HOUSTON — A federal grand jury in Houston has returned a superseding indictment against four additional individuals for fraudulently obtaining and laundering millions of dollars in forgivable Paycheck Protection Program (PPP) loans. The Small Business Administration (SBA) guarantees the loans under the Coronavirus Aid, Relief and Economic Security (CARES) Act.
The investigation was conducted by U.S. Immigration and Customs Enforcement’s (ICE) Homeland Security Investigations (HSI) in Houston, Texas; SBA – Office of Inspector General (OIG); Federal Housing Finance Agency – OIG; Federal Deposit Insurance Corporation – OIG; and the Treasury Inspector General for Tax Administration.
A total of 15 individuals across two states have now been charged in the conspiracy.
Hamza Abbas, 29, Khalid Abbas, 55, Abdul Fatani, 55, all of Richmond; and Syed Ali, 53, of Sugar Land, are set to make their initial appearances Dec. 16 before U.S. Magistrate Judge Andrew M. Edison.
According to court documents, Hamza Abbas, Khalid Abbas, Fatani and Ali conspired with others to submit more than 80 false and fraudulent PPP loan applications. They allegedly falsified the number of employees and the average monthly payroll expenses of the applicant businesses. In total, the defendants sought over $35 million in PPP loan funds and obtained approximately $18 million in PPP loan proceeds, according to the charges.
The superseding indictment further alleges they laundered a portion of the fraudulent loan proceeds by writing checks from companies that received PPP loans to fake employees. Those that received checks allegedly included some of the defendants and their relatives. The fake paychecks were then allegedly cashed at Fascare International Inc. dba Almeda Discount Store – a check-cashing company. The superseding indictment alleges that over 1,100 fake paychecks totaling more than $3 million in fraudulent PPP loan proceeds were cashed at Almeda.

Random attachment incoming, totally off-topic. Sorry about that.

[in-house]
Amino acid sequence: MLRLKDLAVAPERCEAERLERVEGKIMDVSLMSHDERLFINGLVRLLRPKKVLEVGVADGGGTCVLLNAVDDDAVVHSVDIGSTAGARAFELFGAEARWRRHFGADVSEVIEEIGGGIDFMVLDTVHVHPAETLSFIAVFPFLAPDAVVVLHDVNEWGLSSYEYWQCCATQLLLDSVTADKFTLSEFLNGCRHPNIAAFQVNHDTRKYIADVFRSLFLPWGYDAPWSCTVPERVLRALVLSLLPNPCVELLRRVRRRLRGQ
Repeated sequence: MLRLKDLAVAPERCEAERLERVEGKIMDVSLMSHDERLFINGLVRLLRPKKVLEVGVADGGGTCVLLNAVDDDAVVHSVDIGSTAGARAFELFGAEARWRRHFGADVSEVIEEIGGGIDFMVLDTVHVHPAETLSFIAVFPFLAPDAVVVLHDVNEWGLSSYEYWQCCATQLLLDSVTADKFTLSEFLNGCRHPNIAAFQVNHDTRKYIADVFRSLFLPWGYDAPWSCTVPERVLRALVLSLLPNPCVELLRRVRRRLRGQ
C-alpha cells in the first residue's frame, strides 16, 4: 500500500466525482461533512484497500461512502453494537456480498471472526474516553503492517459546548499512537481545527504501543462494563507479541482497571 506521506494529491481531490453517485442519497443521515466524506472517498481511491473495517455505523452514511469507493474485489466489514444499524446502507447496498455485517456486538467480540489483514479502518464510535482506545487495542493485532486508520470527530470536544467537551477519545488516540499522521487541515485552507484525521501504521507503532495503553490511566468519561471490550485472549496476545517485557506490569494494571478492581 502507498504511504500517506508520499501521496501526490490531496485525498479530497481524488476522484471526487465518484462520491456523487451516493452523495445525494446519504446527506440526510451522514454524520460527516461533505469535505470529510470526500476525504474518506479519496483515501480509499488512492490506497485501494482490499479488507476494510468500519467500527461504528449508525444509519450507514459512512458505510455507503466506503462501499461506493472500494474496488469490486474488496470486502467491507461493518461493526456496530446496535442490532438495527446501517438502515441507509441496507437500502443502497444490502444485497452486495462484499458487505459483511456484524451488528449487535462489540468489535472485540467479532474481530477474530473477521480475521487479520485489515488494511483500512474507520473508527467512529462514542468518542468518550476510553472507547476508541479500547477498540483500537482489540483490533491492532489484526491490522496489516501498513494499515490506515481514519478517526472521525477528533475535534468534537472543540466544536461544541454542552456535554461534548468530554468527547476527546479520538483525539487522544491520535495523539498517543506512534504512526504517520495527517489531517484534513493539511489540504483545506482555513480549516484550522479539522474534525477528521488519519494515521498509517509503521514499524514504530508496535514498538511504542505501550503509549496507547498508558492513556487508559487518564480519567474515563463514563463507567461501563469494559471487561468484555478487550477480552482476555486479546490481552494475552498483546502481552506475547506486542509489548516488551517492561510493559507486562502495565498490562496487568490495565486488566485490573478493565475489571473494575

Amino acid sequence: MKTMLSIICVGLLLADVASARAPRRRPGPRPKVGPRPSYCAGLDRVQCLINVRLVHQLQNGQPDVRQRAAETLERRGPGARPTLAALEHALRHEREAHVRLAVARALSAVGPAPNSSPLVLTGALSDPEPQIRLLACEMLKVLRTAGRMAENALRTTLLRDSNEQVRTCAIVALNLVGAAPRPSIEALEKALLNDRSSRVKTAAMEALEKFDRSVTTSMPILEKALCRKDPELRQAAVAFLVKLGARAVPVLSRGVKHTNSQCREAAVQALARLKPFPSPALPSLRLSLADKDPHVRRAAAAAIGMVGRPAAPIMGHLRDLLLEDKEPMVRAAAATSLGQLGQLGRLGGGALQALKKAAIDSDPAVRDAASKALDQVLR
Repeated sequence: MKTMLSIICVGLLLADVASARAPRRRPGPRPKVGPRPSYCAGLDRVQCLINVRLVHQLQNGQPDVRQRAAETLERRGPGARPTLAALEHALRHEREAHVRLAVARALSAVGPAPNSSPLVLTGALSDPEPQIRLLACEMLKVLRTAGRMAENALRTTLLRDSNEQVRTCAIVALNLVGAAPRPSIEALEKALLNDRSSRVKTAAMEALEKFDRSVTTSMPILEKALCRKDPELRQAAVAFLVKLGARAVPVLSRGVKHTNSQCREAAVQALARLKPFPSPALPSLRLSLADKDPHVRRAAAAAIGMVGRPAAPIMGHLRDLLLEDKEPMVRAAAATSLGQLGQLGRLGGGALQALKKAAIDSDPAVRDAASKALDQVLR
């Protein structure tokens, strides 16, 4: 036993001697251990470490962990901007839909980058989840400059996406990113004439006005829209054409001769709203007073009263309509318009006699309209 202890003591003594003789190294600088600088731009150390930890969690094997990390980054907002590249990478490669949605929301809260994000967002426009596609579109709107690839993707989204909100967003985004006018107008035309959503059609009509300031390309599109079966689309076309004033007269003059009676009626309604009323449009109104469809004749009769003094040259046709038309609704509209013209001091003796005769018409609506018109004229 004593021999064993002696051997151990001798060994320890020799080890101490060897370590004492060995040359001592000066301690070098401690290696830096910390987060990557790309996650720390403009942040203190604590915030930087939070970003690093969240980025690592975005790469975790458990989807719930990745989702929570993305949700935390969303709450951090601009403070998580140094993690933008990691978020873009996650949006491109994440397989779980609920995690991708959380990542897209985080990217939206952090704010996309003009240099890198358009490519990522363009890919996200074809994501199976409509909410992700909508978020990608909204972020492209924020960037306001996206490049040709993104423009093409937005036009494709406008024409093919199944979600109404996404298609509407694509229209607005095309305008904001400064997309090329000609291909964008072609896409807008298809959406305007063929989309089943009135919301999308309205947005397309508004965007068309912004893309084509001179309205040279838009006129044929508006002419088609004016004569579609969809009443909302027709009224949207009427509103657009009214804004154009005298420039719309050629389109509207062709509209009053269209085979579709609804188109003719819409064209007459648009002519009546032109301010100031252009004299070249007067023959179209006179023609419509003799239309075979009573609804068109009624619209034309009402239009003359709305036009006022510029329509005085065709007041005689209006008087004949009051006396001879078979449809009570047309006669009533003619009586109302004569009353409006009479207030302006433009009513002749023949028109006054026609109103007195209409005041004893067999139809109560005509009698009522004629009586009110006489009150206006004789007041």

Previously charged were Amir Aqeel, 53, and Pardeep Basra, 52, both of Houston; Rifat Bajwa, 53, Richmond; Mayer Misak, 41, Cypress; Mauricio Navia, 42, Katy; Richard Reuth, 58, Spring; and Siddiq Azeemuddin, 42, Naperville, Illinois. Aqeel, Bajwa, Basra, Misak, and Navia are also named defendants in the superseding indictment.
Azeemuddin and Reuth have pleaded guilty for their involvement in the scheme. Four others – Abdul Farahshah, 70, Jesus Acosta Perez, 31, and Bijan Rajabi, 68, all of Houston; and Raheel Malik, 41, of Sugar Land – have pleaded guilty for their involvement in the scheme. Malik pleaded guilty to a one-count information charging him with conspiracy to commit wire fraud and money laundering on Oct. 8. Farahshah, Perez and Rajabi each pleaded guilty to a one-count information charging them with conspiracy to commit wire fraud on Nov. 30.
The defendants in the superseding indictment are all charged with conspiracy to commit wire fraud and wire fraud. Aqeel, Khalid Abbas, Ali and Fatani are also charged with money laundering. Aqeel is also charged with aggravated identity theft and is alleged to have submitted PPP loan applications by stealing the identities of uninvolved parties.
If convicted, the defendants face a maximum penalty of 20 years in prison per count of wire fraud and 10 years for each money laundering conviction. If convicted of aggravated identity theft, Aqeel faces a mandatory minimum sentence of two years in addition to the sentence imposed for the other offenses.
Assistant U.S. Attorney (AUSA) Rodolfo Ramirez is prosecuting the case along with Trial Attorneys Louis Manzo and Della Sentilles of the Criminal Division’s Fraud Section. AUSA Kristine Rollinson is handling forfeiture matters.
An indictment is merely an allegation, and all defendants are presumed innocent until proven guilty beyond a reasonable doubt in a court of law.
HSI is a directorate of ICE and the principal investigative arm of the U.S. Department of Homeland Security (DHS), responsible for investigating transnational crime and threats, specifically those criminal organizations that exploit the global infrastructure through which international trade, travel, and finance move. HSI’s workforce of over 10,400 employees consists of more than 7,100 special agents assigned to 220 cities throughout the United States, and 80 overseas locations in 53 countries. HSI’s international presence represents DHS’s largest investigative law enforcement presence abroad and one of the largest international footprints in U.S. law enforcement.